Top-down portfolio management tactics are bound to fail unless they account for information coming from the various organizational levels.

Once Jelly Belly narrows its potential projects based on instinct, the company goes through a research and experimentation process before it proceeds. “Fortunately our people understand that you can only take so many shots at the target, and you need to get pretty close pretty quickly or it gets ridiculously expensive, especially as your company continues to grow,” Mr. Kelley says.

The Right Mix

Whether consumers’ fixation on carbohydrates or the desire for the latest multifunctional gadget drives demand, executives must become adept at anticipating consumer trends. “You need to be on the leading edge of all the trends or you are not going to see the results you desire,” Mr. Kelley says. “If you do things right, consumers will identify with your name and along with that comes a certain level of expectation.”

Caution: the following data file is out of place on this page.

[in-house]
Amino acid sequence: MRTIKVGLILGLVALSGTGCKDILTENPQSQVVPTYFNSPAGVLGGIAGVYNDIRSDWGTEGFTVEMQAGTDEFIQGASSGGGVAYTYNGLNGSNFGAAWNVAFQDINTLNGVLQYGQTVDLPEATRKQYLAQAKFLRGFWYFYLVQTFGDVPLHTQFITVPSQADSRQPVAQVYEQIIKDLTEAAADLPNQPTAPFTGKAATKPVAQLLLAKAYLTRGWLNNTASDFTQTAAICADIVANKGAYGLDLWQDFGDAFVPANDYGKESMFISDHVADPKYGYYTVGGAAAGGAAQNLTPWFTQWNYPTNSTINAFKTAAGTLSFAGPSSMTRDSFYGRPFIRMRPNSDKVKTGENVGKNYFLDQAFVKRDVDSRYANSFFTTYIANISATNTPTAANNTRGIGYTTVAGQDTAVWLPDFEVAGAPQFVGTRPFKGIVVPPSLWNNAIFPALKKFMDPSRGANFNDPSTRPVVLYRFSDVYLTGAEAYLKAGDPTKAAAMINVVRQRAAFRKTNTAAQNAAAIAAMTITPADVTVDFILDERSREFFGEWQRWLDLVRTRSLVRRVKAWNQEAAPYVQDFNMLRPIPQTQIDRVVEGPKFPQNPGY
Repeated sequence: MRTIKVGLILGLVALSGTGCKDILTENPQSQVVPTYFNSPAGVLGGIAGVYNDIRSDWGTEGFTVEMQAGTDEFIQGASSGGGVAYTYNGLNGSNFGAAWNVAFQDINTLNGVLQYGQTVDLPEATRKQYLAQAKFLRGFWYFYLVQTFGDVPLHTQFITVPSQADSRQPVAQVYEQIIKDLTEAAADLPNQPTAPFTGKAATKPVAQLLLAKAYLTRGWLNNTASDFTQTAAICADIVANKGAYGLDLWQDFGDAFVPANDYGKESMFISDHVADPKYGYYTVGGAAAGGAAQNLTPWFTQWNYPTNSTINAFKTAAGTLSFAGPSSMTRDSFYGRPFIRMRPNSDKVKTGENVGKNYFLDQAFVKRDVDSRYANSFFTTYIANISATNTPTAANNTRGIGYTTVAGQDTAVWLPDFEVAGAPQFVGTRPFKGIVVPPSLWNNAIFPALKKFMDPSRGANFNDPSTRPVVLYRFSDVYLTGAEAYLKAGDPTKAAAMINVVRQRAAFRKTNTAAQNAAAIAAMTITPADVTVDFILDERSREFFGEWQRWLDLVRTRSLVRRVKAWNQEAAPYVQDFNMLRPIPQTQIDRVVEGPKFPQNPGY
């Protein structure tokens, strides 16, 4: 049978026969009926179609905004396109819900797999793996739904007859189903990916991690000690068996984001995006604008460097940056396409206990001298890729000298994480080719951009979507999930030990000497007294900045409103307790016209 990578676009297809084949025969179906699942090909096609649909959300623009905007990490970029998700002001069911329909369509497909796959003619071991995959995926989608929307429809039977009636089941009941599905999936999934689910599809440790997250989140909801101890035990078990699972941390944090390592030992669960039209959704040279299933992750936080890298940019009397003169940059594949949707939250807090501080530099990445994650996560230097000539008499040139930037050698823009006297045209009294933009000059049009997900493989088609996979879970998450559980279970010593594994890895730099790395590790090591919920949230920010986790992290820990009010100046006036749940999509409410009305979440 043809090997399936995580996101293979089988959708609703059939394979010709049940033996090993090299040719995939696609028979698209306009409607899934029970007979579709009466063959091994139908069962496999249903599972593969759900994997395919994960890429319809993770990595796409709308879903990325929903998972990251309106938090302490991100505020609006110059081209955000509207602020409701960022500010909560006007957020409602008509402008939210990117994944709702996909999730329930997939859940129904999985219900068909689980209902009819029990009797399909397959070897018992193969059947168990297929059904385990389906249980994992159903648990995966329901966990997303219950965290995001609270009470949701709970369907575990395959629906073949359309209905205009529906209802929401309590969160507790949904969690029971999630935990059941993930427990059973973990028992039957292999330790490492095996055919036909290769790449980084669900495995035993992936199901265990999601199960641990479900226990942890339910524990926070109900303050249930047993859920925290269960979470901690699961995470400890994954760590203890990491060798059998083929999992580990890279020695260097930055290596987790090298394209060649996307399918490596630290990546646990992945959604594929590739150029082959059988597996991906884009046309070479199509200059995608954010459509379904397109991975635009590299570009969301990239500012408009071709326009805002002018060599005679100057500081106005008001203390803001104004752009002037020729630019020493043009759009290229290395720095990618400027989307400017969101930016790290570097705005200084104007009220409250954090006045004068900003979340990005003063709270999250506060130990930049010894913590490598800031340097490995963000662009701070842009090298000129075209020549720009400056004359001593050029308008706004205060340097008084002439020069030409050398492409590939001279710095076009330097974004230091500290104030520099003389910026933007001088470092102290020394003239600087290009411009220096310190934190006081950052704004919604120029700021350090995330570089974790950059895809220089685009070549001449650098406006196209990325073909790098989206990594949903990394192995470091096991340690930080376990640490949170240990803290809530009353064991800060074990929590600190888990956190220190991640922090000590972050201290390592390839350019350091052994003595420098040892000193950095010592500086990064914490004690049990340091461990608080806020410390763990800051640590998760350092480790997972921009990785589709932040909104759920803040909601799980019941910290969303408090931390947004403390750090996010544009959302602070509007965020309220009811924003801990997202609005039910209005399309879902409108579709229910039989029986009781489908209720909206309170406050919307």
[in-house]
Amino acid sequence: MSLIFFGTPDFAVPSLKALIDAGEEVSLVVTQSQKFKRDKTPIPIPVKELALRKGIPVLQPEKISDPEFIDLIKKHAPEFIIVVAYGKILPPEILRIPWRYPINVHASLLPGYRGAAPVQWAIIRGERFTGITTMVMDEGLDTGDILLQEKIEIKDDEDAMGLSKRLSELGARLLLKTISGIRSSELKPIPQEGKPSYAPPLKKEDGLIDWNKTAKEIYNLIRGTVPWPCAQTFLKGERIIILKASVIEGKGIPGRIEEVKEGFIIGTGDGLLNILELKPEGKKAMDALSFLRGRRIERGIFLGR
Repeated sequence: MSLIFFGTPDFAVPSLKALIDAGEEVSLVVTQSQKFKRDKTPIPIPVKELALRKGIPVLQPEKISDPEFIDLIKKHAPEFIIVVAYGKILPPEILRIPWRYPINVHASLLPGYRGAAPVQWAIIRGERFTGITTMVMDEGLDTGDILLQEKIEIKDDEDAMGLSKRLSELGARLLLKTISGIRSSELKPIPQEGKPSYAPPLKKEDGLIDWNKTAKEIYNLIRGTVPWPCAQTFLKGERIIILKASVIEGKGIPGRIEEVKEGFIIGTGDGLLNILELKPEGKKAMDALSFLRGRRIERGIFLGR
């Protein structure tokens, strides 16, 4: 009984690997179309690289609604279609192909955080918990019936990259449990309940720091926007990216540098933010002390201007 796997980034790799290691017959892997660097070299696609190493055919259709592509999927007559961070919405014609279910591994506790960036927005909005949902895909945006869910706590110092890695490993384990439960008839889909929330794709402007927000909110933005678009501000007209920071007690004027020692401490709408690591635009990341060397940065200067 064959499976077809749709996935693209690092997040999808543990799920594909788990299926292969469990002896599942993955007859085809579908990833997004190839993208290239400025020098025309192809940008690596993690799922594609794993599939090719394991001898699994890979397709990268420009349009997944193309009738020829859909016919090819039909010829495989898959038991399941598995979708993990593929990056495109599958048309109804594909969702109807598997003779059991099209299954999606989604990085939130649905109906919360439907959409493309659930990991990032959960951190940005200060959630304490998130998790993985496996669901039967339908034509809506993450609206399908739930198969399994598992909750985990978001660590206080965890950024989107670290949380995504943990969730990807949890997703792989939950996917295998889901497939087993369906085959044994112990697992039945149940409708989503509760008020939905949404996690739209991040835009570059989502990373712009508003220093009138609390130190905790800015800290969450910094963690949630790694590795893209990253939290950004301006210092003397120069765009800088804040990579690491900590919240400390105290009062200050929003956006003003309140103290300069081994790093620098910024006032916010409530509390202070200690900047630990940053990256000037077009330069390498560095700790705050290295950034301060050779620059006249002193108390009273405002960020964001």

According to Mr. Kelley, Jelly Belly's best strategy for agile portfolio management is combining projects from both the manufacturing and the executive levels. “We understand that the more people we include in the selection process, the more likely we are to see the big picture.”

In fact, one of Jelly Belly's most recent projects-turned-product started at the executive level. Known as Sport Beans™ and designed to replace electrolytes lost while exercising, the initial concept came from the firm's chair, Herman Rowland, and made quite a splash at this year's All Candy Expo in Chicago, Ill., USA. “We worked on taking this from concept to internal development project for approximately four years before we developed a product that we thought would meet the desires of an ever-changing marketplace while staying within our own standards,” Mr. Kelley says.